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WEST DES MOINES, Iowa – West Des Moines School District’s tablets have a new feature that parents like this year.

The district added a software called “securly” back at the start of the 2017-2018 school year that allows parents to see what their child searches online.

West Des Moines School Technology Director Brian Abeling said the software is a web filter, and parents can control settings when children are not on school grounds.

“When the Chrome book is at school, it falls under our web filtering guidelines. As soon as the device is outside of school, and that doesn’t matter whether that is at your house, or Starbucks, or Panera or wherever that is, it is going to fall under what you the parent have set for those guide lines. So, it is going to be at least your level and then if you want to ratchet it up and say ‘hey I also want to have YouTube, social media and other things blocked then the parent has that choice,’” Abeling said.

Third through 12th grade students receive a Google Chromebook at the beginning of each school year, and return it at the end.

Abeling said different age groups may need different blocking methods, when it comes to creating guidelines.

“Now the filtering is set at different levels. So as a parent, say you have two children, one who is a third grader and the other who is a 12th grader you are going to get two emails every week telling you information about each child. In addition to seeing that information you also have the ability to set blocks and set different permissions for your children,” Abeling said.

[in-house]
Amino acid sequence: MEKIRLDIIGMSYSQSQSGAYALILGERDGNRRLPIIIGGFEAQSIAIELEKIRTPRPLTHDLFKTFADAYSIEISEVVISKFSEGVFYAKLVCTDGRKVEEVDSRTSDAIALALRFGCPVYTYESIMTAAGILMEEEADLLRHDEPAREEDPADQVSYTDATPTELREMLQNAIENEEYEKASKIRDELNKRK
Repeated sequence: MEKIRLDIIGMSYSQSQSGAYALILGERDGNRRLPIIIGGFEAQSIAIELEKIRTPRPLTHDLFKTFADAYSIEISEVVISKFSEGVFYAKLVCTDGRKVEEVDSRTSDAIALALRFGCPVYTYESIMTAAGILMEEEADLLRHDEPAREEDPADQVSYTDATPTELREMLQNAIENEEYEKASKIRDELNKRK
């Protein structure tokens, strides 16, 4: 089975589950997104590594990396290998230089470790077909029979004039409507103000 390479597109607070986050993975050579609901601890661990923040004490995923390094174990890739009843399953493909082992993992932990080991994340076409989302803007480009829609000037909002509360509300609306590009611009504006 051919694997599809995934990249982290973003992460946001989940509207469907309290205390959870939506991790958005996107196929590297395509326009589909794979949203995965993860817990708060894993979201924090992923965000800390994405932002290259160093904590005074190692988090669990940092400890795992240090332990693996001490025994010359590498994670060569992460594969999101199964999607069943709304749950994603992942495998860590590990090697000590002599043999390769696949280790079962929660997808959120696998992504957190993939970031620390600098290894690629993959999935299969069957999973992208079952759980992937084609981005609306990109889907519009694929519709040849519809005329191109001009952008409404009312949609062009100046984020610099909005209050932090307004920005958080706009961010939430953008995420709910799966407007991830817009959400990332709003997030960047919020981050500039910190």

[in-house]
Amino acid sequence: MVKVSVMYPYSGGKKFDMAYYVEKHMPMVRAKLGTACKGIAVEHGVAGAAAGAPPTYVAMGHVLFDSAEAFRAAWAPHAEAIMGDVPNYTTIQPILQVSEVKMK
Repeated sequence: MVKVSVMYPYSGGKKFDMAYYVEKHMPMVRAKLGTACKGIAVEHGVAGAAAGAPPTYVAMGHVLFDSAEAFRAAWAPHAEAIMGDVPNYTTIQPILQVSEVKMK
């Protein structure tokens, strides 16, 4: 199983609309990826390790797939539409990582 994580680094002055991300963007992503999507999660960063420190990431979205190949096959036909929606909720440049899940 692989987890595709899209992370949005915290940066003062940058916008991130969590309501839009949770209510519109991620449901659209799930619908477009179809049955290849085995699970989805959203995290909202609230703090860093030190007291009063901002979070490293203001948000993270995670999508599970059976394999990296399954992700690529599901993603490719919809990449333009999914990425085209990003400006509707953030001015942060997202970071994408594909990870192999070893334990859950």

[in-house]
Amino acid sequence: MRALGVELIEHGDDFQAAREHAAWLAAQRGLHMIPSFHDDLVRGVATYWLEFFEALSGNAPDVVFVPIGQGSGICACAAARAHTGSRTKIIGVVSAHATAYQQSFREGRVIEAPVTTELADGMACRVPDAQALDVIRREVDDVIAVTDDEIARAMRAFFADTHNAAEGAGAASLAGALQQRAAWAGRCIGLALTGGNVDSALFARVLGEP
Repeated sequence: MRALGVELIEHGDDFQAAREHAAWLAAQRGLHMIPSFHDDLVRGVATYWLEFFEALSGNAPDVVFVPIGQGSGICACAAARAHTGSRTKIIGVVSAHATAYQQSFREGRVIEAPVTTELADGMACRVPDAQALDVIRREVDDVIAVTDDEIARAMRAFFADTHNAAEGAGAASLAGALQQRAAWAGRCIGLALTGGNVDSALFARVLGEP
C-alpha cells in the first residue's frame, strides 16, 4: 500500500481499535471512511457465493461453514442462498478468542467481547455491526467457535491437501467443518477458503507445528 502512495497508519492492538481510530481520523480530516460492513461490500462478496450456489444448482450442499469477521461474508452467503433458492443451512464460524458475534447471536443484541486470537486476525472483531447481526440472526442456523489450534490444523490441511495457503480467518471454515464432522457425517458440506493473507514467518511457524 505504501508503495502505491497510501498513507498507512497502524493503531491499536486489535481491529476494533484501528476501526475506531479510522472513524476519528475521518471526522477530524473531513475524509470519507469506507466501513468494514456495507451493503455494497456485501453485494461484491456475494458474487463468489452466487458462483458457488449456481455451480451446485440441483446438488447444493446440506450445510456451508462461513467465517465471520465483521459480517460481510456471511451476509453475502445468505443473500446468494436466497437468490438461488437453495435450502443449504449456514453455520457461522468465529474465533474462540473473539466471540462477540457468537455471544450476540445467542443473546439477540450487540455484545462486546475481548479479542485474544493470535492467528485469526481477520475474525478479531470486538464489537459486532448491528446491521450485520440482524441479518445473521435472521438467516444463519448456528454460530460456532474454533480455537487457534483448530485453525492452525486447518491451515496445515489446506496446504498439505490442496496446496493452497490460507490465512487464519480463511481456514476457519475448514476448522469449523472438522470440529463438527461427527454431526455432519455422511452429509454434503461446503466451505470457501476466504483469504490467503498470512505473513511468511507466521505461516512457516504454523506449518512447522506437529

The software will send an email each week to parents showing what their child searches. The parents can then click on each link and will be directed to the exact website their child was earlier on.

Abeling said parents love the software, but wish there was one more feature.

“That time out period, being able to turn off internet at 10 o’clock, that is a big request. That is one area people are really after,” Abeling said.

“Securly” is currently building a way to allow parents to set time boundaries on devices, but Abeling said the technology is not ready for beta testing.

Abeling said parents’ feedback overall is very positive.

“We bought securly for one basic reason: parents need the tools to be able to help kids out with what they are doing at home,” Abeling said.

The school district will continue to use the software in the next coming years.